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Home ▸ Catalog ▸ Roman Coins ▸ The Severan Period ▸ Julia MamaeaView Options:  |  |  | 

Julia Mamaea, Augusta 13 March 222 - February or March 235 A.D.

Julia Mamaea was the highly intelligent and capable mother of Severus Alexander. After the death of her mother Julia Maesa, Julia Mamaea was the power behind the throne and largely responsible for the impressive recovery of the Roman state that took place during her son's rule. Though popular with the population of the empire, the military was deeply offended at being controlled by a woman. In 235 A.D., Julia Mamaea and Severus Alexander were both murdered by mutinous soldiers led by the thug Maximinus I.


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Vesta was originally a household spirit. Later she was personified as the goddess of the hearth and given the stature of her Greek equivalent, Hestia. In the temple of Vesta her flame was kept alive by Vestal Virgins.
RB89496. Orichalcum sestertius, RIC IV 708, BMCRE VI 389, Cohen IV 83, Hunter III 34, SRCV II 8236, VF, nice portrait, dark green patina, well centered, light marks, light earthen deposits, weight 21.688 g, maximum diameter 30.1 mm, die axis 0o, Rome mint, 226 A.D.; obverse IVLIA MAMAEA AVGVSTA, diademed and draped bust right; reverse VESTA, Vesta standing half-left, veiled head left, palladium in right hand, long scepter vertical behind in left hand, S - C (senatus consulto) flanking across field; ex Numismatik Naumann auction 73, part of lot 970; $110.00 (93.50)


Julia Mamaea, Augusta, 13 Mar 222 - Feb/Mar 235 A.D., Antioch, Seleukis and Pieria, Syria

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The Tyche of Antioch was a cult statue of the city goddess (fortune) of Antioch, venerated in a temple called the Tychaion. The statue was made by Eutychides of Sicyon (c. 335 - c. 275), a pupil of the great Lysippus. It was the best-known piece of Seleucid art, remarkable because it was sculpted to be viewed from all directions, unlike many statues from the period. Although the original has been lost, many copies exist, including the one in the photograph right, now at the Vatican. The goddess is seated on a rock (Mount Sipylus), has her right foot on a swimming figure (the river Orontes), wears a mural crown (the city's walls), and has grain in her right hand (the city's fertility).Tyche of Antioch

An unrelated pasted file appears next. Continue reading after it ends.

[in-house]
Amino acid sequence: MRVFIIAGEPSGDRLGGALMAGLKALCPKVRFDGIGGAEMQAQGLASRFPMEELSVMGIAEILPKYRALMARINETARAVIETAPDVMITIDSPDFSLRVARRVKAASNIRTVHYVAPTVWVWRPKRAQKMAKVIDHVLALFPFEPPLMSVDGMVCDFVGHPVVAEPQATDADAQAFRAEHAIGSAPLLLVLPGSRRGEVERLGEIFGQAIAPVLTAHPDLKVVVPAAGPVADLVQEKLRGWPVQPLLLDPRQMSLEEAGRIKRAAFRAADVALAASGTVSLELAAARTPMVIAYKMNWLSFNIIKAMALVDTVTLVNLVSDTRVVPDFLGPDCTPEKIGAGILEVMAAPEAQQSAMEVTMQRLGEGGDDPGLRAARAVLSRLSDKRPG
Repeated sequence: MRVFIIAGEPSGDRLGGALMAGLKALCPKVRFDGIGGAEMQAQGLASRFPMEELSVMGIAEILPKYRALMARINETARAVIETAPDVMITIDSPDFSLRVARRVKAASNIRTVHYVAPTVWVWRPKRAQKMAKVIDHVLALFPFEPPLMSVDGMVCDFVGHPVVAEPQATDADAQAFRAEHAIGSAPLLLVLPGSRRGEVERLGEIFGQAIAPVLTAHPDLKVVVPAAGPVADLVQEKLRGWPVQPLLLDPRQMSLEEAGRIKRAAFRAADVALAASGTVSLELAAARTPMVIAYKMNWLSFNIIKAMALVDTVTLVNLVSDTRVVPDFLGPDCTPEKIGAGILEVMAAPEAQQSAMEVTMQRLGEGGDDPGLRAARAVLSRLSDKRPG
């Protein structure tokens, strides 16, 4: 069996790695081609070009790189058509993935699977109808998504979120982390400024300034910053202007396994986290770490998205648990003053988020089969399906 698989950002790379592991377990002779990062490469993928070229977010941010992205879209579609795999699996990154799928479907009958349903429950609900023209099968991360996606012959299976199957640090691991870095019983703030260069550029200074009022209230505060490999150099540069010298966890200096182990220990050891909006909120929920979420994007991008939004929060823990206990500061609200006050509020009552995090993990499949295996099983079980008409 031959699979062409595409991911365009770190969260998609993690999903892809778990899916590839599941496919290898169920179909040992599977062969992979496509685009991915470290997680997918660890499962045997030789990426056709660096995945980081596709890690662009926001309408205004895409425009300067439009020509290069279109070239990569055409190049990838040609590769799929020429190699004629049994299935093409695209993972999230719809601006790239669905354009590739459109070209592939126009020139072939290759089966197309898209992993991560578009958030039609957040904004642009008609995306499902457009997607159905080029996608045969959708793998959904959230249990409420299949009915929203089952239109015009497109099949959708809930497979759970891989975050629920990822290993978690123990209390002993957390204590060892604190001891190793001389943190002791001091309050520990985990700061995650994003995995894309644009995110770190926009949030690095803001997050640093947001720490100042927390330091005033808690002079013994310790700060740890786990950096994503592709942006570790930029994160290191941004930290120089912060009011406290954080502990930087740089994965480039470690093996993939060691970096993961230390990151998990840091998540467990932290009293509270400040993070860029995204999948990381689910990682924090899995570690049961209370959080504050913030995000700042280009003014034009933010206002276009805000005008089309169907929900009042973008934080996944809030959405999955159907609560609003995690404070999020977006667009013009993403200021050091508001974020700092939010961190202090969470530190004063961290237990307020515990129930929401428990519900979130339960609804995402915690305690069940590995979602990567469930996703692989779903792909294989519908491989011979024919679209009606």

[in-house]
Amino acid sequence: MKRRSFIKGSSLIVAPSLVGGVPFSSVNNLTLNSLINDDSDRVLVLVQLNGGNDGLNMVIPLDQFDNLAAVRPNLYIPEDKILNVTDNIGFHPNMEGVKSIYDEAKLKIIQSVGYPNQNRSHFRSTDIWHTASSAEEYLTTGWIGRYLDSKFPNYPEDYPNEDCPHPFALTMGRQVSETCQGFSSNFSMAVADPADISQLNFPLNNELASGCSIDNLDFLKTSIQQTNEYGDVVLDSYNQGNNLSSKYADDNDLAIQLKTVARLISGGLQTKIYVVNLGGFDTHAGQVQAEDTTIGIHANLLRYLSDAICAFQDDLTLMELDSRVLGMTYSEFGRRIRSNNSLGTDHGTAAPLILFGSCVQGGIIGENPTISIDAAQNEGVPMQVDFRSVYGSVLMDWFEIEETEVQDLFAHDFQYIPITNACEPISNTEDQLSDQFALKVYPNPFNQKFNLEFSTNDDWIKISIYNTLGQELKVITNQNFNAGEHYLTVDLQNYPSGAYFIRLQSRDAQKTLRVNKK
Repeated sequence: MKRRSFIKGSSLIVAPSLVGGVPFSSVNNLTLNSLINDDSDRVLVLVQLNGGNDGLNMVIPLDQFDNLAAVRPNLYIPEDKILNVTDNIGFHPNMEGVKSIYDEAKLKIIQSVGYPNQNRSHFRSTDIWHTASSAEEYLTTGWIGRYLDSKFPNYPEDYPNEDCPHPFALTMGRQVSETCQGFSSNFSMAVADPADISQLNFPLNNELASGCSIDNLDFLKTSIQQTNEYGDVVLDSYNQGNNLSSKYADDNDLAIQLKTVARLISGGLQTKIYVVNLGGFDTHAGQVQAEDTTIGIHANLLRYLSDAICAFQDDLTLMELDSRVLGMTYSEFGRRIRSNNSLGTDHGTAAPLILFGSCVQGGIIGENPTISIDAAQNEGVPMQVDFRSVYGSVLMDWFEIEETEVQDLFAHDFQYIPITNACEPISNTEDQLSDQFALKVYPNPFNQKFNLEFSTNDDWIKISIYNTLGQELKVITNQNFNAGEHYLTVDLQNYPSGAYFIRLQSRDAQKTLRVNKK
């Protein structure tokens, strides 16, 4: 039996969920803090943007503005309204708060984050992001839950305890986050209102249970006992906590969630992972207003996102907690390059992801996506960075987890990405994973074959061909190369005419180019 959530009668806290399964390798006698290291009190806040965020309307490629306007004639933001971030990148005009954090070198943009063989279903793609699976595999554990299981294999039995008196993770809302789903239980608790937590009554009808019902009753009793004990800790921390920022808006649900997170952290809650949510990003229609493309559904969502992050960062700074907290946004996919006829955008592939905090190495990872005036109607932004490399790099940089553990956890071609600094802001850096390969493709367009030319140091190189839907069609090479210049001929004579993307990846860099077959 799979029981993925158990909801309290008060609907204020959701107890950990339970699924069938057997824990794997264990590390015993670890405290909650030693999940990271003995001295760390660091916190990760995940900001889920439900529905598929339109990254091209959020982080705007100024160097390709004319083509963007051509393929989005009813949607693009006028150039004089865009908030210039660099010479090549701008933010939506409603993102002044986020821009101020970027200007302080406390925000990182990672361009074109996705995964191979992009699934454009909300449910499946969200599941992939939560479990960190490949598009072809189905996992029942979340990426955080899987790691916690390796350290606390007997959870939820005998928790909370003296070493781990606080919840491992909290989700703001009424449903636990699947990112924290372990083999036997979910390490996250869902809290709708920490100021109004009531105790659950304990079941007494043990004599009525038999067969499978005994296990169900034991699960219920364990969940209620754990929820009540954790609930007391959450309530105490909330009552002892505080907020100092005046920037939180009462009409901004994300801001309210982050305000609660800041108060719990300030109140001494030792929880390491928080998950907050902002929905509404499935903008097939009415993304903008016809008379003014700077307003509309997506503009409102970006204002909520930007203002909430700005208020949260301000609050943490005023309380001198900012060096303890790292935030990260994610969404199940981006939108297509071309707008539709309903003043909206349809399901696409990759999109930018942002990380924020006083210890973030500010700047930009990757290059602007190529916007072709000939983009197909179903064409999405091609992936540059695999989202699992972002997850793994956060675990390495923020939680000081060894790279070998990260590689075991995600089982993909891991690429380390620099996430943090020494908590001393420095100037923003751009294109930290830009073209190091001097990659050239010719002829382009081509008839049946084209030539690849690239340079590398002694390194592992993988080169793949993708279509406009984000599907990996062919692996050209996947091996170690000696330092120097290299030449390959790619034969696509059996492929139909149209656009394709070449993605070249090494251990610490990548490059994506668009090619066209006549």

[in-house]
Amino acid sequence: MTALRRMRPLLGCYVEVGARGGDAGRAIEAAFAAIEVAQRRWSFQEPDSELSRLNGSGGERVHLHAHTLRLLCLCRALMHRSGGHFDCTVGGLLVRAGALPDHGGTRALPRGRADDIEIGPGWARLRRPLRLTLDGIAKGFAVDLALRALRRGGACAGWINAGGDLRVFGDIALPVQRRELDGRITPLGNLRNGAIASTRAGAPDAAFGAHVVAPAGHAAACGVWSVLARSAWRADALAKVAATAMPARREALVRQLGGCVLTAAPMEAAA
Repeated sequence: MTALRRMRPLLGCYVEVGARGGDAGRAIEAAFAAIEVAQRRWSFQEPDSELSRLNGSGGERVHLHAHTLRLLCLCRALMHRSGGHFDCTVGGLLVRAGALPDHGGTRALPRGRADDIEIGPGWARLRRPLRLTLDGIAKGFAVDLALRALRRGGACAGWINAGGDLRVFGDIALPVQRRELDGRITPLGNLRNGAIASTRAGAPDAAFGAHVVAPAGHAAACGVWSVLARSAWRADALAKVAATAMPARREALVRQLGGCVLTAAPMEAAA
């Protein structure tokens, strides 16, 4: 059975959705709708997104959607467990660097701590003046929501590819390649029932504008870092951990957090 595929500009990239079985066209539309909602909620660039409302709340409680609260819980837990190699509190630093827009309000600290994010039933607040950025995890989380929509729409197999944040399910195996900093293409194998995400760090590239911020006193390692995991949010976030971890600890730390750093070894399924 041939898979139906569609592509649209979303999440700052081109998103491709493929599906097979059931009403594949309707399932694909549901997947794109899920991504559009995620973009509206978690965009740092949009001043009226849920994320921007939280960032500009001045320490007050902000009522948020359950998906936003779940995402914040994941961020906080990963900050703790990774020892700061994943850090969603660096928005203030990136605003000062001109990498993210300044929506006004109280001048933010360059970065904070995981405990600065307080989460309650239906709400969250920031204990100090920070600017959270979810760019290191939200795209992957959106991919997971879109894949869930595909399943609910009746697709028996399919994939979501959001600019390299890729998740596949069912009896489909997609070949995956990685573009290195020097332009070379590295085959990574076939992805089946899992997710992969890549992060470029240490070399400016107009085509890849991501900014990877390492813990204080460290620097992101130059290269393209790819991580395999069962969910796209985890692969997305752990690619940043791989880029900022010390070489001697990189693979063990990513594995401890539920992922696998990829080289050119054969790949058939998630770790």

RY84567. Bronze 8 assaria, cf. McAlee 857(a) (scarce); Waage 665; BMC Galatia p. 209, 491; SNG Hunterian 3044; SNG Cop 257; Butcher 491b (all rev. leg. variants), aVF, broad flan, corrosion, weight 13.501 g, maximum diameter 30.9 mm, die axis 180o, Antioch (Antakya, Turkey) mint, obverse IVΛ MAMAEA CEBACTH, draped bust right, wearing stephane; reverse ANTIOXE-WN MH KO, Tyche seated left on rocks, wearing turreted crown, chiton and peplos, grain ears in right hand, left hand resting on rock; ram above leaping left with head right; star inner right; river-god Orontes swimming left below; ∆ - E over S - C in two lines divided flanking across field above center; $90.00 (76.50)


Julia Mamaea, Augusta 13 March 222 - February or March 235 A.D., Tomis, Moesia Inferior

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Hecate or Hekate is an underworld goddess of archaic origin associated with magic, childbirth, nurturing the young, gates and walls, doorways, crossroads, lunar lore, torches and dogs. During the Hellenistic period, she appeared as a three-faced goddess associated with ghosts, witchcraft, and curses. Today she is popular with modern witches and neo-pagans.
SH56016. Bronze triassarion, AMNG I/II 3296, Varbanov I 5453, aVF, rough surfaces, weight 7.322 g, maximum diameter 24.4 mm, die axis 225o, Tomis (Constanta, Romania) mint, obverse IOYΛIA MAMAIA AYΓ, draped bust right; reverse MHTPO ΠONTOY TOMEΩC, bust of Hekate triformis set on column, her six arms holding her torches of lunar fire, serpents of immortality and knives of midwifery, Γ (mark of value) in left; rare; SOLD







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OBVERSE LEGENDS

IVLIAMAMAEAAVG
IVLIAMAMAEAAVGMATAVGVSTI
IVLIAMAMAEAAVGVSTA
IVLIAMAMMAEAAVGVST


REFERENCES

Banti, A. & L. Simonetti. Corpus Nummorum Romanorum. (Florence, 1972-1979).
Calic, E. The Roman Avrei, Vol. II: From Didius Julianus to Constantius I, 193 AD - 335 AD. (Barcelona, 2003).
Cayn, J. Los Sestercios del Imperio Romano, Vol. III: De Marco Aurelio a Caracalla (Del 161 d.C. al 217 d.C.). (Madrid, 1984).
Cohen, H. Description historique des monnaies frappes sous l'Empire Romain, Vol. 4: Septimius Severus to Maximinus Thrax. (Paris, 1884).
Mattingly, H., E. Sydenham & C. Sutherland. The Roman Imperial Coinage, Vol. IV: From Pertinax to Uranius Antoninus. (London, 1986).
Mattingly, H. & R. Carson. Coins of the Roman Empire in the British Museum, Vol. 5: Pertinax to Elagabalus. (London, 1950).
Online Coins of the Roman Empire (OCRE) http://numismatics.org/ocre/
Robinson, A. Roman Imperial Coins in the Hunter Coin Cabinet, University of Glasgow, Vol. III. Pertinax to Aemilian. (Oxford, 1977).
Seaby, H. & Sear, D. Roman Silver Coins, Vol. III, Pertinax to Balbinus and Pupienus. (London, 1982).
Sear, D. Roman Coins and Their Values, Vol. II: The Accession of Nerva to the Overthrow of the Severan Dynasty AD 96 - AD 235. (London, 2002).
Vagi, D. Coinage and History of the Roman Empire. (Sidney, 1999).

Catalog current as of Sunday, April 21, 2019.
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Roman Coins of Julia Mamaea